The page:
A Knight’s Quest Review (Switch)
Is Zelda an RPG? Debatable. A Knight’s Quest falls into the same realm, but if you enjoyed or dreaded the Water Temple from The Legend of Zelda: Ocarina of Time, this quest may be for you. A Knight’s Quest is latest from Sky 9 Games, with the assistance from d3t and published by Curve Digital.
A Knight’s Quest stars Rusty, the daring, clumsy adventurer who has accidentally started a chain of events that might end with the destruction of the world. Oh yeah, he’s also the Mayor’s son who has a thing for large cannons. After the opening events, where Rusty triggers a giant purple crystal to appear in the sky, the game’s narrative begins in the Port City of Regalia. Regalia is a vibrant open world, which Rusty must explore and conquer in order to prevent the the threats from destroying his world. On his quest to save the world, Rusty will be helped by Valy, an interesting character who plays the female figure in Rusty’s life- and the one who explains to Rusty that the purple crystal is generating Spirit Energy that will destroy the world.
With the premise set, Rusty must save the world, a quest that will take him through forests, deserts, and snow covered mountains. The main villain, the Watcher, waits high above the world, watching Rusty best the 3 spirit knights (Henry the Great, Rocky the Rockman and Ivan the Icebro) and claim their power. Each spirit knight serves as the champion to one of the Watcher’s three guardians, Pakamui, Naraka and Glacia.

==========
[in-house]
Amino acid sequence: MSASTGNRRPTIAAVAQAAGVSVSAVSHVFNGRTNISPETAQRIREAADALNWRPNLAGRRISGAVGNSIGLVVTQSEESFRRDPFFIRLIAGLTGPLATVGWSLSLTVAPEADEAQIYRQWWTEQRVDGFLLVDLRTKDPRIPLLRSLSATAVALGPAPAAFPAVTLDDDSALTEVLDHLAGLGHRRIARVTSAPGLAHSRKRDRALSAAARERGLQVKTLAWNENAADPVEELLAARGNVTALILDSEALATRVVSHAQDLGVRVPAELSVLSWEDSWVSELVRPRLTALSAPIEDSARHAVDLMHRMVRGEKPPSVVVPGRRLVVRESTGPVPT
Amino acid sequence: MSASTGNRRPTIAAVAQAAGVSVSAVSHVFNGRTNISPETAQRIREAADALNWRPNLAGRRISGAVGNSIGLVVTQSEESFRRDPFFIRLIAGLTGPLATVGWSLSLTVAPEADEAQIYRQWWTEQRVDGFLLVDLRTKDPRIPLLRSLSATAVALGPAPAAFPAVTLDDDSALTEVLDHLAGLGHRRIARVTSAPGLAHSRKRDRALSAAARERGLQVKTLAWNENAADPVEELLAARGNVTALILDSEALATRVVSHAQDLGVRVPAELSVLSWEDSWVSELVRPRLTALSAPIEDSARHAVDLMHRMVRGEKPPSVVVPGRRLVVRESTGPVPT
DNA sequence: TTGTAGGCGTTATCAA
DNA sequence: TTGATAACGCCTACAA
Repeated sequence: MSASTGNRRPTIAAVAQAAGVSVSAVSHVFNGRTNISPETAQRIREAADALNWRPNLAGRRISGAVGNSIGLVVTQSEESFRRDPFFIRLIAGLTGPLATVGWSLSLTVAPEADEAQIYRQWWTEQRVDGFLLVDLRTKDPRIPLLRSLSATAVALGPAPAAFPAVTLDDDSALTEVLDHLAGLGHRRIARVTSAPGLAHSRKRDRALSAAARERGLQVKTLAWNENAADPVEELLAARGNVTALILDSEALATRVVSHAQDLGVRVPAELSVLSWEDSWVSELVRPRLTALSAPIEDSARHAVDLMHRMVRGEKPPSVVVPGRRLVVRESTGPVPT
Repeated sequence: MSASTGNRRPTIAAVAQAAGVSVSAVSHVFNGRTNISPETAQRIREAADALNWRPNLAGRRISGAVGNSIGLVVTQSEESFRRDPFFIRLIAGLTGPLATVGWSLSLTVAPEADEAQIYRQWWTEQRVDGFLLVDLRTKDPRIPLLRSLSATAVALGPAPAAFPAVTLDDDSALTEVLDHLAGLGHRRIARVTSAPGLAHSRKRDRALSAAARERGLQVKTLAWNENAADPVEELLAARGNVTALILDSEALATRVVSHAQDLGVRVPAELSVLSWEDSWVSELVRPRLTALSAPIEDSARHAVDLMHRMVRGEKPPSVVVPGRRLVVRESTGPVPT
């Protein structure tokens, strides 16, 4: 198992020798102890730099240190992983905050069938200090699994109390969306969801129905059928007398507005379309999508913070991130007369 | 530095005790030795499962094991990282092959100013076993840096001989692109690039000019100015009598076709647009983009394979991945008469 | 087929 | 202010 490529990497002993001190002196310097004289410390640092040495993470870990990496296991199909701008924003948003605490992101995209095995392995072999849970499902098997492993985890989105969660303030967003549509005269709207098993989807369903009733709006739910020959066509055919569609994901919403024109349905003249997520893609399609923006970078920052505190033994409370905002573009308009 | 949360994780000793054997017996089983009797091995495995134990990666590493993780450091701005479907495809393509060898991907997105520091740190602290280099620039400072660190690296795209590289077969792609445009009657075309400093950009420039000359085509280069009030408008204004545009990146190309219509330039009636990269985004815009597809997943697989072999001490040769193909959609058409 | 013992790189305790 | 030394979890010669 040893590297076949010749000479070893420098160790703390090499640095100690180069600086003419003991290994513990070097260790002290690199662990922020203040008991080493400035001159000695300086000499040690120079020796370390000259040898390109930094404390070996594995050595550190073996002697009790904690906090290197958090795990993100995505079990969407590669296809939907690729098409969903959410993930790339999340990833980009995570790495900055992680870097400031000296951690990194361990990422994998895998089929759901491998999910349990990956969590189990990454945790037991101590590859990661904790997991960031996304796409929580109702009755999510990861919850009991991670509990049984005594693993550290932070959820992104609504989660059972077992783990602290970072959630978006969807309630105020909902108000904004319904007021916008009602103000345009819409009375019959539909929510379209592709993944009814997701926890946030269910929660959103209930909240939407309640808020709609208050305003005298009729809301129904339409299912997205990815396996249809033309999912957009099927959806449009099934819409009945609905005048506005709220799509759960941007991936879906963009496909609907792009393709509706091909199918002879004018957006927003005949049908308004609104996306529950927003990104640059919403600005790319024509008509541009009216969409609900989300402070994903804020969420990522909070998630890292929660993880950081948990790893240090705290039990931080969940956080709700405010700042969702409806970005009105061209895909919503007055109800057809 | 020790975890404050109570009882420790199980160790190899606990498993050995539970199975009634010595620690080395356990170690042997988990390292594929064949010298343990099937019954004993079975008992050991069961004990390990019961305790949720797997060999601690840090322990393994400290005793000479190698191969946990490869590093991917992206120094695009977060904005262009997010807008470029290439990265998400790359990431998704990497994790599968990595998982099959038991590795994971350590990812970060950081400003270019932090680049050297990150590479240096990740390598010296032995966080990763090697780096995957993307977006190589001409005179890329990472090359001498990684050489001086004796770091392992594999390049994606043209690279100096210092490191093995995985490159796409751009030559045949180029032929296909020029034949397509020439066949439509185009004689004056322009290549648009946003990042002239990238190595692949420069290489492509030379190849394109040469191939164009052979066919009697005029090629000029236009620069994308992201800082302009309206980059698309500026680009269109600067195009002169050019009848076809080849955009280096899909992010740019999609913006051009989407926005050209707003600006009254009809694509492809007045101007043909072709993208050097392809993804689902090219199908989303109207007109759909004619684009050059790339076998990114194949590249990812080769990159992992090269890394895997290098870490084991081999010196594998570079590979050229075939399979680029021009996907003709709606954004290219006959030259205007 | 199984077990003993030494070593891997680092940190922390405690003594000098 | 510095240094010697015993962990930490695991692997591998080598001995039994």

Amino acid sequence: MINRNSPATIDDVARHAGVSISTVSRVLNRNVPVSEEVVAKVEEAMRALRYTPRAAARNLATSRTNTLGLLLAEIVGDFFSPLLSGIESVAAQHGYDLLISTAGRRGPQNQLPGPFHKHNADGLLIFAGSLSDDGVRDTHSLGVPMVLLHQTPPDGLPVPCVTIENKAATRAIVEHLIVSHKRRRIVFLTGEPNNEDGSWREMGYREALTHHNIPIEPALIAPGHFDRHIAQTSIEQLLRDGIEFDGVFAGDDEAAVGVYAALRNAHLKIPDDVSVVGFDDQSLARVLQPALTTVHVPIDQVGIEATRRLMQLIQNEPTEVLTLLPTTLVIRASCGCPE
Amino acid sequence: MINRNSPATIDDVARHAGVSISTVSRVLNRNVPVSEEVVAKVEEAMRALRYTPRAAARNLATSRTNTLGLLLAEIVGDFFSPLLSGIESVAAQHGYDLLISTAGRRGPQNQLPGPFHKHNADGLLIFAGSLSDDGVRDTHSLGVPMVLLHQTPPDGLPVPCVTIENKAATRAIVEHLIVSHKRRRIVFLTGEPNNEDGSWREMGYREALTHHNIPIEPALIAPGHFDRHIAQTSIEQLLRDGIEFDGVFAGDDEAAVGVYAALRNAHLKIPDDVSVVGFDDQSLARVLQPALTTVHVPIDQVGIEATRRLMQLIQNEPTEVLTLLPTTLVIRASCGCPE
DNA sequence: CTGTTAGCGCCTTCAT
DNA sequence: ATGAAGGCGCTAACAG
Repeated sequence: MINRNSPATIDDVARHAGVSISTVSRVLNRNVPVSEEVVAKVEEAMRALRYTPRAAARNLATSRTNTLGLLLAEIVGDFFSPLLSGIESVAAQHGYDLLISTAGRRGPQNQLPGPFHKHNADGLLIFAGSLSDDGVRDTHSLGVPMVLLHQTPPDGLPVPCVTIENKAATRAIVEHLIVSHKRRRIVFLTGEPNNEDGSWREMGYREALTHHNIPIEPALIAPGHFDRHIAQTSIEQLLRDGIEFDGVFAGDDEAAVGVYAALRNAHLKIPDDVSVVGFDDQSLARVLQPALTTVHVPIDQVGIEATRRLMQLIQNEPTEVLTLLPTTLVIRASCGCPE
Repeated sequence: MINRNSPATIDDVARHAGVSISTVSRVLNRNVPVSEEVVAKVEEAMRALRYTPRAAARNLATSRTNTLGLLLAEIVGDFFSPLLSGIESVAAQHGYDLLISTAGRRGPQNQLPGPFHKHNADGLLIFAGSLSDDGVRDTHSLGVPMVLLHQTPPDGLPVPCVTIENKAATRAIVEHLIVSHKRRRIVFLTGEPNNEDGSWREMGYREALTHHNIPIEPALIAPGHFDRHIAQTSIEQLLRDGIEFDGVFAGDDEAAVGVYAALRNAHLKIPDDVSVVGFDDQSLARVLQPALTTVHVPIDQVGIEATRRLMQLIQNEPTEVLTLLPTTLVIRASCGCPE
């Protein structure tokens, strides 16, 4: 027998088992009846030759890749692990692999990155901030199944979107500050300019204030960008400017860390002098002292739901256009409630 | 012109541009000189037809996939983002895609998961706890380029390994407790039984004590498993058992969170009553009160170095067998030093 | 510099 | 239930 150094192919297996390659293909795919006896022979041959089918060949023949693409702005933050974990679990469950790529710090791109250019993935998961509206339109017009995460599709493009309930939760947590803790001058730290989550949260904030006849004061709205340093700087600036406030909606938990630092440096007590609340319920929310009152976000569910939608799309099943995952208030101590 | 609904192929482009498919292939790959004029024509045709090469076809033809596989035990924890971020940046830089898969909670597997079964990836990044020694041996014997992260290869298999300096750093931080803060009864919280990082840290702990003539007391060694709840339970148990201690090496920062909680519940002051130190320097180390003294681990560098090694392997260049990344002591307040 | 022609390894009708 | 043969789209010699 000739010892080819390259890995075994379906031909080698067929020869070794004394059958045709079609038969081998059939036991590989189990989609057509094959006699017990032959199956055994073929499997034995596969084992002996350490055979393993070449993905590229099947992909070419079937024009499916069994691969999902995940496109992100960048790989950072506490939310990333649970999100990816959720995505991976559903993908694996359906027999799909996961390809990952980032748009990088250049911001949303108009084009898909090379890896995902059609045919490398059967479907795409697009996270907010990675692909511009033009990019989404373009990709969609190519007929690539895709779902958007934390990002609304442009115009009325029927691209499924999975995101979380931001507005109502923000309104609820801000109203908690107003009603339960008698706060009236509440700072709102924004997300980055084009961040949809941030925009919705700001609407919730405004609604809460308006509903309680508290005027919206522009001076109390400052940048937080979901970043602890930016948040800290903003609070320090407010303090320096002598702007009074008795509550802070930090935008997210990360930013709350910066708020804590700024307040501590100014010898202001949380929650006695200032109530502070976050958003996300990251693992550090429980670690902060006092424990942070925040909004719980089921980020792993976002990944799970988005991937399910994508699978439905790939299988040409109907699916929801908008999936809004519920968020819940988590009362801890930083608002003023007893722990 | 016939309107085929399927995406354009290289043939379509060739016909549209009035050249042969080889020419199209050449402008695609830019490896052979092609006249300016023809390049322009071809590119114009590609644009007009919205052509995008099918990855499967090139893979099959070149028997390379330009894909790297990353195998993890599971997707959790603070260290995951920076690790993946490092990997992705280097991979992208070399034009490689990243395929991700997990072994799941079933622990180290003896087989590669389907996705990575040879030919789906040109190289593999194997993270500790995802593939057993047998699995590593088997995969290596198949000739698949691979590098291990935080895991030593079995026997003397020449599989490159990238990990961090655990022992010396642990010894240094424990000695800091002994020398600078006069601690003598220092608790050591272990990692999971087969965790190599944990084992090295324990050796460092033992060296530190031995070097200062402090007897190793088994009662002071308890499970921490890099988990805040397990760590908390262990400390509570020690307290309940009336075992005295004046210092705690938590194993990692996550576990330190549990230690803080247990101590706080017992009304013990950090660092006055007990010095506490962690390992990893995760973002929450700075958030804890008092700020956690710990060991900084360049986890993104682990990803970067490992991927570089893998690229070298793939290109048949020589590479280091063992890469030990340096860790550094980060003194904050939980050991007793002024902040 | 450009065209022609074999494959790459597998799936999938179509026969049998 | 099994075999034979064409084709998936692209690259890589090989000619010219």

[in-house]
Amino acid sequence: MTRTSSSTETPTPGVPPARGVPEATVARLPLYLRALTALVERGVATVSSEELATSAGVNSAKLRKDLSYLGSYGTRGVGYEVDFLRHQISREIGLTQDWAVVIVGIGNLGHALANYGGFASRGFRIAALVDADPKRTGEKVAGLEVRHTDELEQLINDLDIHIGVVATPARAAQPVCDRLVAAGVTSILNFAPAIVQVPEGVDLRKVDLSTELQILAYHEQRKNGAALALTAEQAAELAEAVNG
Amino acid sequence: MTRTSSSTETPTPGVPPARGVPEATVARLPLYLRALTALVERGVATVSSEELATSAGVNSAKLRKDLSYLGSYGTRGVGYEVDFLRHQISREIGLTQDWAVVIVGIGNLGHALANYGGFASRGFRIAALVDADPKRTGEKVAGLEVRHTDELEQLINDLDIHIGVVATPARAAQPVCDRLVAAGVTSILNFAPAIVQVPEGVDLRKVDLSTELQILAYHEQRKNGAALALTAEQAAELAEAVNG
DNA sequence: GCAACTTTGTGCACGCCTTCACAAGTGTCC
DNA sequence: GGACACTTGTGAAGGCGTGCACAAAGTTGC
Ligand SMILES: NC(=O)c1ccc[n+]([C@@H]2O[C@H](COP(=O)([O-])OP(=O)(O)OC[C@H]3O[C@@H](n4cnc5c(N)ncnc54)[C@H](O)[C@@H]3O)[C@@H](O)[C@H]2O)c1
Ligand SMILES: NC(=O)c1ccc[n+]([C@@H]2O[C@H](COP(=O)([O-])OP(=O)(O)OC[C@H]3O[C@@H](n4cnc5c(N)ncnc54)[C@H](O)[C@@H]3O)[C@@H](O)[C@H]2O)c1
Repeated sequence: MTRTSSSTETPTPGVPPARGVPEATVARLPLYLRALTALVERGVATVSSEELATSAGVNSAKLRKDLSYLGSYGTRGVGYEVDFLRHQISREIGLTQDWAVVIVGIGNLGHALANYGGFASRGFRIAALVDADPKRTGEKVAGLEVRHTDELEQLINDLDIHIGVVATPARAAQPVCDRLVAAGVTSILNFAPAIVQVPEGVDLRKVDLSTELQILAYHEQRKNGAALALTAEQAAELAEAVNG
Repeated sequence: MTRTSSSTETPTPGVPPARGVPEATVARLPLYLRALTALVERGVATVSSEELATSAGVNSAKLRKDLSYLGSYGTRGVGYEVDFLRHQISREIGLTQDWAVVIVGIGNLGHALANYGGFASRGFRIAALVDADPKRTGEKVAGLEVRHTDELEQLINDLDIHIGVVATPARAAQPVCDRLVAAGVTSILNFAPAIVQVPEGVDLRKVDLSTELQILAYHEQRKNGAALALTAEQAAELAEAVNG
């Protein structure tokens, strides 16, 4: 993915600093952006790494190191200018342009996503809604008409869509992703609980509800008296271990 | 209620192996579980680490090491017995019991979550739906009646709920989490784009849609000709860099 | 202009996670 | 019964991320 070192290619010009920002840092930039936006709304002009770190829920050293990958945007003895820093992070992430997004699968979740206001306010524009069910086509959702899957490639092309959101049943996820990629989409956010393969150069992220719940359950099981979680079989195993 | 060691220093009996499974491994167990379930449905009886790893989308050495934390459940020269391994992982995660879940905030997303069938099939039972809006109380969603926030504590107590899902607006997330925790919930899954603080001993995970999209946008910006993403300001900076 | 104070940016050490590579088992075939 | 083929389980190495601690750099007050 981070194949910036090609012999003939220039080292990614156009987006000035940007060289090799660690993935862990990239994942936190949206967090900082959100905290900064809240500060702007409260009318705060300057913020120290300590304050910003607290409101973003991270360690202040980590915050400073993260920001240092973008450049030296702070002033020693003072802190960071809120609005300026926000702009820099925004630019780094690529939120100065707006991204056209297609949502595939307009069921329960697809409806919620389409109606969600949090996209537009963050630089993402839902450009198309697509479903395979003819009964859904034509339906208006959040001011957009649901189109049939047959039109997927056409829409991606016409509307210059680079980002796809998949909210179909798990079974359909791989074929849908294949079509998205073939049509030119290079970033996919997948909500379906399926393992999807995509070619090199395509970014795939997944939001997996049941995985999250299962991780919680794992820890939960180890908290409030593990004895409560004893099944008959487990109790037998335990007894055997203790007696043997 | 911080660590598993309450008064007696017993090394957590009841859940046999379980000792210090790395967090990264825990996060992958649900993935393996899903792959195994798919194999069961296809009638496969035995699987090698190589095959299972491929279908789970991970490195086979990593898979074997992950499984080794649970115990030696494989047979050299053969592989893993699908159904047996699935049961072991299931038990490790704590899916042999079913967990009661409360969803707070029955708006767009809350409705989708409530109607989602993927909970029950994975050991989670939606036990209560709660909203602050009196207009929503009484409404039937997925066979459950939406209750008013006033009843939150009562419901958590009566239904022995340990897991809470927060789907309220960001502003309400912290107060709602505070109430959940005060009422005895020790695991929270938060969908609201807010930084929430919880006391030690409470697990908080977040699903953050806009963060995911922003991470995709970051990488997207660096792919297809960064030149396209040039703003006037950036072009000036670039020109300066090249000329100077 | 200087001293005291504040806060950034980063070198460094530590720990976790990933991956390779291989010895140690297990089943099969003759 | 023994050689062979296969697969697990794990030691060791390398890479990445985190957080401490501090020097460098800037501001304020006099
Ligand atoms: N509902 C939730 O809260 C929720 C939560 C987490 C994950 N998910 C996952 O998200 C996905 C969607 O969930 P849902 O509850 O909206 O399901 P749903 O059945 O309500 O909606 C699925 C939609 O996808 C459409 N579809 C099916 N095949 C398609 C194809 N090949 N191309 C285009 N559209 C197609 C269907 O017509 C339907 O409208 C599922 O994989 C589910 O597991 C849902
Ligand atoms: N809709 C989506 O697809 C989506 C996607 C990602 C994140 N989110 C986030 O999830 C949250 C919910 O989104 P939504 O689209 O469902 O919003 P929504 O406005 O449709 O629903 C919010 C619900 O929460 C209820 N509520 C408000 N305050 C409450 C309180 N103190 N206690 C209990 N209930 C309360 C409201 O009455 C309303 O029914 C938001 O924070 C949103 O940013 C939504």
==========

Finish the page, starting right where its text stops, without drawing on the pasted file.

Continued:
As mentioned in my opening, A Knight’s Quest draws heavily from the Legend of Zelda series, although it tries to be unique and add in clever, challenging platforming and traversal mechanics. As you explore the open world, you might relish in the freedom to explore and utilize many interconnected paths, but you are gated into certain areas. For example, there are rails that can later be traversed when Rusty acquires a certain item (hint: they are a set of boots), and this theme continues through the adventure. You will need items and abilities to access more areas and collect the various collectibles sprinkled though out the world. Some of these are well hidden, though others are in plain sight, but require Rusty to conquer some platforming challenges that will require you to master all of his spirit abilities at once time.
The formula for traversing and exploring the world is simple: complete dungeons and trials to unlock an ability or weapon to access a new area to fight a boss. A Knight’s Quest has some great boss fights, and while the combat alone can feel like button mashing, when you are forced to platform, dodge elements, then hit an object at a boss to knock him down and then finally run up and mash on him, it feels fun and rewarding. Rusty sets out with a basic sword and shield, and can lock on to enemies while in combat to make his attacks more focused. In addition, lock on also grants the ability to parry enemies who shoot projectiles, with some enemies only bested by parrying effectively. While there are various types of baddies, the developers have re-used the same types for each area with according aesthetics, so you will see the same enemies across the different biomes. Taking down enemies as you traverse the world is straightforward- you can run up and hit them with your weapon, parry if applicable or you one of your spirit abilities to fire a projectile.